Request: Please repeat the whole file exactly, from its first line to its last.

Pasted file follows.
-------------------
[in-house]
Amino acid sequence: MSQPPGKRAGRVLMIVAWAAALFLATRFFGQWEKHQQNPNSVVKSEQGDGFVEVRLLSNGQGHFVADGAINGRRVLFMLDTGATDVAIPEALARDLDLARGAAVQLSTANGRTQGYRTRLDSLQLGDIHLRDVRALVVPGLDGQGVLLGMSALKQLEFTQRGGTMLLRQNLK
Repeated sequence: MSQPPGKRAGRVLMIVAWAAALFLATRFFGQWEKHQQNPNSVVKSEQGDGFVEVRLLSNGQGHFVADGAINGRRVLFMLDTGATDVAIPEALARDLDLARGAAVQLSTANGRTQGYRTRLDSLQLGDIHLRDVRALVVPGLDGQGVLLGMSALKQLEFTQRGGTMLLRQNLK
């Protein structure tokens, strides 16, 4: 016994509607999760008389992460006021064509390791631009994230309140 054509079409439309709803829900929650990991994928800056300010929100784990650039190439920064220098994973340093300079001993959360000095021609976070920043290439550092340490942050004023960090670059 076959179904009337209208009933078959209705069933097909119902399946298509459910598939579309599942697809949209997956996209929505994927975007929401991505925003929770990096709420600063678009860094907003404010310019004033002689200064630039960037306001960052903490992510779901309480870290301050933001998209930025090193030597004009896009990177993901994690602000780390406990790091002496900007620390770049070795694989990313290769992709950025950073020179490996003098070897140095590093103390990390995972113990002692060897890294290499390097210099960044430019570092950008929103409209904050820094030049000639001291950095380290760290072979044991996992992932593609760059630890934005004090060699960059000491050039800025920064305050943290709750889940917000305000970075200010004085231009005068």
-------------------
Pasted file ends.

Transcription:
[in-house]
Amino acid sequence: MSQPPGKRAGRVLMIVAWAAALFLATRFFGQWEKHQQNPNSVVKSEQGDGFVEVRLLSNGQGHFVADGAINGRRVLFMLDTGATDVAIPEALARDLDLARGAAVQLSTANGRTQGYRTRLDSLQLGDIHLRDVRALVVPGLDGQGVLLGMSALKQLEFTQRGGTMLLRQNLK
Repeated sequence: MSQPPGKRAGRVLMIVAWAAALFLATRFFGQWEKHQQNPNSVVKSEQGDGFVEVRLLSNGQGHFVADGAINGRRVLFMLDTGATDVAIPEALARDLDLARGAAVQLSTANGRTQGYRTRLDSLQLGDIHLRDVRALVVPGLDGQGVLLGMSALKQLEFTQRGGTMLLRQNLK
């Protein structure tokens, strides 16, 4: 016994509607999760008389992460006021064509390791631009994230309140 054509079409439309709803829900929650990991994928800056300010929100784990650039190439920064220098994973340093300079001993959360000095021609976070920043290439550092340490942050004023960090670059 076959179904009337209208009933078959209705069933097909119902399946298509459910598939579309599942697809949209997956996209929505994927975007929401991505925003929770990096709420600063678009860094907003404010310019004033002689200064630039960037306001960052903490992510779901309480870290301050933001998209930025090193030597004009896009990177993901994690602000780390406990790091002496900007620390770049070795694989990313290769992709950025950073020179490996003098070897140095590093103390990390995972113990002692060897890294290499390097210099960044430019570092950008929103409209904050820094030049000639001291950095380290760290072979044991996992992932593609760059630890934005004090060699960059000491050039800025920064305050943290709750889940917000305000970075200010004085231009005068």